Bayonetta is often compared to Devil May Cry, and while the two games do share a lot of similarities -- no surprise considering Kamiya directed both -- the game that serves as a better point of reference is Sony's God of War. Both have epic stories, memorable protagonists and refined combat; of course, God of War's story and hero are handled with far more expertise and skill, but I actually give the edge to Bayonetta when it comes to the controls and battle system.
The combat is a mind-blowingly ludicrous affair, and while it starts off as an over-the-top mess, it eventually settles down to become a taut technical challenge. The later levels, especially, require a deep commitment to precision and timing, but you always feel like you're in command of the action. It's far more surgical and deliberate than God of War -- Bayonetta is the scalpel to Kratos' meat cleaver -- and the number of available combos is utterly ridiculous. Even better, most attacks end with an incredibly satisfying finish in the form of an earth-shattering Weave Attack: this is where Bayonetta's suit, made of her hair, natch, comes alive to form a magic fist or high-heel adorned foot and put the exclamation point on your attack.
You can also build up a magic meter to activate a deviously designed Torture Attack that reminded me a lot of Mortal Kombat's Fatalities. Then there are the boss fights which get progressively weirder and better, and while they all boil down to an exercise in pattern recognition and timing, the payoff is enormous. The game also does an incredible job of never giving boredom an opportunity to set in. It's like a perfectly designed roller coaster whose peaks and valleys are perfectly meted out to deliver the best possible thrill. The sheer variety of things you do is also fantastic, with new enemies appearing just as you start getting over the awe of the ones you've already encountered, and the action is broken up by some unexpected sequences that never fail to revive your flagging interest.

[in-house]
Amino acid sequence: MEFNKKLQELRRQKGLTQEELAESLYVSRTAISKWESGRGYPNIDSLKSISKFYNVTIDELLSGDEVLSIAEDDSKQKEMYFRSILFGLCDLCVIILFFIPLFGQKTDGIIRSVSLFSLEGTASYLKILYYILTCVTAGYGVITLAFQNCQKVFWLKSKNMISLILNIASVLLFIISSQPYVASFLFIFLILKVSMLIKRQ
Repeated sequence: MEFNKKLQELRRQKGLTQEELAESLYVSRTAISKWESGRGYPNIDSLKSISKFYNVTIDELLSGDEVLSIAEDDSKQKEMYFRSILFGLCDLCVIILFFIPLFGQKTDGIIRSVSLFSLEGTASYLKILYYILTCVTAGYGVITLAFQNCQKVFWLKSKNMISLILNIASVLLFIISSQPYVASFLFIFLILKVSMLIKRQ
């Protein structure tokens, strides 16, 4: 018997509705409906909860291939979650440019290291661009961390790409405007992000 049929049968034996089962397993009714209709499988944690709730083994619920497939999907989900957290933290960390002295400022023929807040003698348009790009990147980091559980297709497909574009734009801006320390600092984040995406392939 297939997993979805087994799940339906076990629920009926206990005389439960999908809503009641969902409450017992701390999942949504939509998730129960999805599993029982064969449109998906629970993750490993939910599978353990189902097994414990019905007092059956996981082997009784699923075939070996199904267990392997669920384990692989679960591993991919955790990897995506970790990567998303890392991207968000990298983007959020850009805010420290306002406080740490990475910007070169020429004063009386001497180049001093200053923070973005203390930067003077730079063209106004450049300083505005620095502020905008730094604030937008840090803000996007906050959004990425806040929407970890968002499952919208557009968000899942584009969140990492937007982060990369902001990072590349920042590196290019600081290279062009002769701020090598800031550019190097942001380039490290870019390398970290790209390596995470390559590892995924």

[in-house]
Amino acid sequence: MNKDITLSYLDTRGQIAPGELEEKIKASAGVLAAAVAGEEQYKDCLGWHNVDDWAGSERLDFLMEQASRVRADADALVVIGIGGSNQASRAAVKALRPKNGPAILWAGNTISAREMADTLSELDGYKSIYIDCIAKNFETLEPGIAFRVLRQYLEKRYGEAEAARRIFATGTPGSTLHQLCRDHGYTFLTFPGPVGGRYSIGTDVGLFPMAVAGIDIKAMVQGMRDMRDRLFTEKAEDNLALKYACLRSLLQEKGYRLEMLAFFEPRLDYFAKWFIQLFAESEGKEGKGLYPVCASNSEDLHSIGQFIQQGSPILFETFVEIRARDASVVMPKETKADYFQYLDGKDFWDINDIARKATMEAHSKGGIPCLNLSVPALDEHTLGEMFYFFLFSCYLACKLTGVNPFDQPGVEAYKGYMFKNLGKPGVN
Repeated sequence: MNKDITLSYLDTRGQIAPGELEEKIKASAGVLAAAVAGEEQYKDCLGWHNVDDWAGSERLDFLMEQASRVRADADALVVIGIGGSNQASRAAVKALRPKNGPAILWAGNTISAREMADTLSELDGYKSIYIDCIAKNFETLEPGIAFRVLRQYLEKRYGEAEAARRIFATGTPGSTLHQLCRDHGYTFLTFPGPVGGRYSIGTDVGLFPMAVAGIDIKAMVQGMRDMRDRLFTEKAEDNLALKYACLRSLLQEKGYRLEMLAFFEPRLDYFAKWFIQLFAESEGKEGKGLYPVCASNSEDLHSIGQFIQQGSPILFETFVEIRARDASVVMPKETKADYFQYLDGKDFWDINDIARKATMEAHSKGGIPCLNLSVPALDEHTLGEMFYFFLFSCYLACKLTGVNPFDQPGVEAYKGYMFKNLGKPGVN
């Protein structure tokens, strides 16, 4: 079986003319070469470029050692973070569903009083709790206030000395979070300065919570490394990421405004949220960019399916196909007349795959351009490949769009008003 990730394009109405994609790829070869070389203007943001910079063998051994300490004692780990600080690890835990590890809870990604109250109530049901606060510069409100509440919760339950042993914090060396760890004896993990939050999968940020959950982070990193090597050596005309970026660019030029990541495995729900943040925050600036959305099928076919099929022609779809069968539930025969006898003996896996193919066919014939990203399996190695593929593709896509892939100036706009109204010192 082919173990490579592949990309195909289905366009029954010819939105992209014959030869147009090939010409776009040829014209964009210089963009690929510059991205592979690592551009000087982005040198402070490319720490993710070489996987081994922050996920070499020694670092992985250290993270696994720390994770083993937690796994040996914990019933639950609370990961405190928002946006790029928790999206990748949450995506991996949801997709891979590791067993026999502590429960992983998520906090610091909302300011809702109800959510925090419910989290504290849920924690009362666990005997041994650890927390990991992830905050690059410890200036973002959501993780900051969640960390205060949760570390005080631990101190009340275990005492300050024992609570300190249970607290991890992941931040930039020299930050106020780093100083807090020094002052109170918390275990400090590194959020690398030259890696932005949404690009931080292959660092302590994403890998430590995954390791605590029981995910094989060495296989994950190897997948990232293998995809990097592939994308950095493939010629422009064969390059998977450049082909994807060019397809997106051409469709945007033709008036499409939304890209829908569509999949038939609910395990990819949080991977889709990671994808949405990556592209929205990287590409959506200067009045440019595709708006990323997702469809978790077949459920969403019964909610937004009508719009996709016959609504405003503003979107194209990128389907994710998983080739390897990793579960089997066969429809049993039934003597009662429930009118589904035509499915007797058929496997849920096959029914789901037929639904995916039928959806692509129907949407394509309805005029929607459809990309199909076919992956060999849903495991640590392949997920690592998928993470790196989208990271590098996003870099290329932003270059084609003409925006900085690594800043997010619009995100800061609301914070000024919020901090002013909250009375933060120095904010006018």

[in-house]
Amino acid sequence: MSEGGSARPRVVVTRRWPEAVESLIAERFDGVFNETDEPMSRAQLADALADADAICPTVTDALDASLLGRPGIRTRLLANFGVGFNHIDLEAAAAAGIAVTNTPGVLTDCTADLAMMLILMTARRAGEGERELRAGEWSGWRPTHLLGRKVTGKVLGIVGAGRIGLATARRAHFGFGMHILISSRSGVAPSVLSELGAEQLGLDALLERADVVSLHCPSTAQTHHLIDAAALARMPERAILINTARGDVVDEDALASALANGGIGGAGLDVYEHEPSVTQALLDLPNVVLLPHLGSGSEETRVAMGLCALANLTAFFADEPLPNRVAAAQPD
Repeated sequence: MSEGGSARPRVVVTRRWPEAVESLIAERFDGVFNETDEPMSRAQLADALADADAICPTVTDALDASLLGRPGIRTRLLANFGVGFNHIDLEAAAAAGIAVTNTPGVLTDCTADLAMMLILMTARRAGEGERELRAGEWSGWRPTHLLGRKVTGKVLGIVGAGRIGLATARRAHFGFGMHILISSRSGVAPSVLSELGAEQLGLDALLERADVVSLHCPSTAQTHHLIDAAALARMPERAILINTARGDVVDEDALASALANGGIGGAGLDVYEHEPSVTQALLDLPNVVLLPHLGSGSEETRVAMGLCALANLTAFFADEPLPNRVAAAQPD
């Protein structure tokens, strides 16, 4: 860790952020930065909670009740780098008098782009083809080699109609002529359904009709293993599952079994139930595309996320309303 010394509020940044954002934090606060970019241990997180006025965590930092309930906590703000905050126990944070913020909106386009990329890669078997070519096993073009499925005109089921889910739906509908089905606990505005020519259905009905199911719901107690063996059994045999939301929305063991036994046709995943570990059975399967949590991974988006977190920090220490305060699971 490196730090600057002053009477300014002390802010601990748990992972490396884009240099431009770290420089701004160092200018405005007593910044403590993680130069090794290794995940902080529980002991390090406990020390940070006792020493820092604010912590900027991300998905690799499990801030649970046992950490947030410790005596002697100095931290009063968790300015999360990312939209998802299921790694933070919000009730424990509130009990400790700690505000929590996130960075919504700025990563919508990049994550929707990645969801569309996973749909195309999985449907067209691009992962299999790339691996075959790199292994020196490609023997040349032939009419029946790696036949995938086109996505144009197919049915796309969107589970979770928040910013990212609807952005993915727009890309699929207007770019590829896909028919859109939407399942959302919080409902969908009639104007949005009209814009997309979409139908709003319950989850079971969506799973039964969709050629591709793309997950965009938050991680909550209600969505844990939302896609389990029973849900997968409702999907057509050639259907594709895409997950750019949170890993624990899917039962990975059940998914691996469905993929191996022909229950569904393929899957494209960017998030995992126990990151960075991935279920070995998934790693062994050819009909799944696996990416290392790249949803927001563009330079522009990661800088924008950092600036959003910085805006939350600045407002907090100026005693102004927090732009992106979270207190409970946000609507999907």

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GGG Evaluation Team
First impression on unpacking the Q702 test unit was the solid feel and clean, minimalist styling.
For work use, Microsoft Word and Excel programs pre-installed on the device are adequate for preparing short documents.
The Fujitsu LifeBook UH574 allowed for great mobility without being obnoxiously heavy or clunky. Its twelve hours of battery life did not disappoint.
The screen was particularly good. It is bright and visible from most angles, however heat is an issue, particularly around the Windows button on the front, and on the back where the battery housing is located.
My first impression after unboxing the Q702 is that it is a nice looking unit. Styling is somewhat minimalist but very effective. The tablet part, once detached, has a nice weight, and no buttons or switches are located in awkward or intrusive positions.